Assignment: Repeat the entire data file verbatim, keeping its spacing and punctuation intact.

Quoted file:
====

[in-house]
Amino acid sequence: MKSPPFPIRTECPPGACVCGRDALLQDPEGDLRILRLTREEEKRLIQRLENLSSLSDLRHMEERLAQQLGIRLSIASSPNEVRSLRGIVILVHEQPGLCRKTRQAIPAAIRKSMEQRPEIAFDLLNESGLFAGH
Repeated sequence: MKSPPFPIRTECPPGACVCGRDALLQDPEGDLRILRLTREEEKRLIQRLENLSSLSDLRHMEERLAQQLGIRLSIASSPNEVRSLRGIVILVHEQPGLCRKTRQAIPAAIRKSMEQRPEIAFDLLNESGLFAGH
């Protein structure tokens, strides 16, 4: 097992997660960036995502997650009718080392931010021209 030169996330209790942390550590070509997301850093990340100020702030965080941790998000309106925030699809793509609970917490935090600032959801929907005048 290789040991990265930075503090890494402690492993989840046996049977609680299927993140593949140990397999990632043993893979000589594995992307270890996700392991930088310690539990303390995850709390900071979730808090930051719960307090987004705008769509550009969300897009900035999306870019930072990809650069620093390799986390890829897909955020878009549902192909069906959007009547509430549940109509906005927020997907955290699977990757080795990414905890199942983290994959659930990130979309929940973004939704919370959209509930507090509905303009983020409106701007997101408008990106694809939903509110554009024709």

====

[in-house]
Amino acid sequence: MKSPPFPIRTECPPGACVCGRDALLQDPEGDLRILRLTREEEKRLIQRLENLSSLSDLRHMEERLAQQLGIRLSIASSPNEVRSLRGIVILVHEQPGLCRKTRQAIPAAIRKSMEQRPEIAFDLLNESGLFAGH
Repeated sequence: MKSPPFPIRTECPPGACVCGRDALLQDPEGDLRILRLTREEEKRLIQRLENLSSLSDLRHMEERLAQQLGIRLSIASSPNEVRSLRGIVILVHEQPGLCRKTRQAIPAAIRKSMEQRPEIAFDLLNESGLFAGH
């Protein structure tokens, strides 16, 4: 097992997660960036995502997650009718080392931010021209 030169996330209790942390550590070509997301850093990340100020702030965080941790998000309106925030699809793509609970917490935090600032959801929907005048 290789040991990265930075503090890494402690492993989840046996049977609680299927993140593949140990397999990632043993893979000589594995992307270890996700392991930088310690539990303390995850709390900071979730808090930051719960307090987004705008769509550009969300897009900035999306870019930072990809650069620093390799986390890829897909955020878009549902192909069906959007009547509430549940109509906005927020997907955290699977990757080795990414905890199942983290994959659930990130979309929940973004939704919370959209509930507090509905303009983020409106701007997101408008990106694809939903509110554009024709």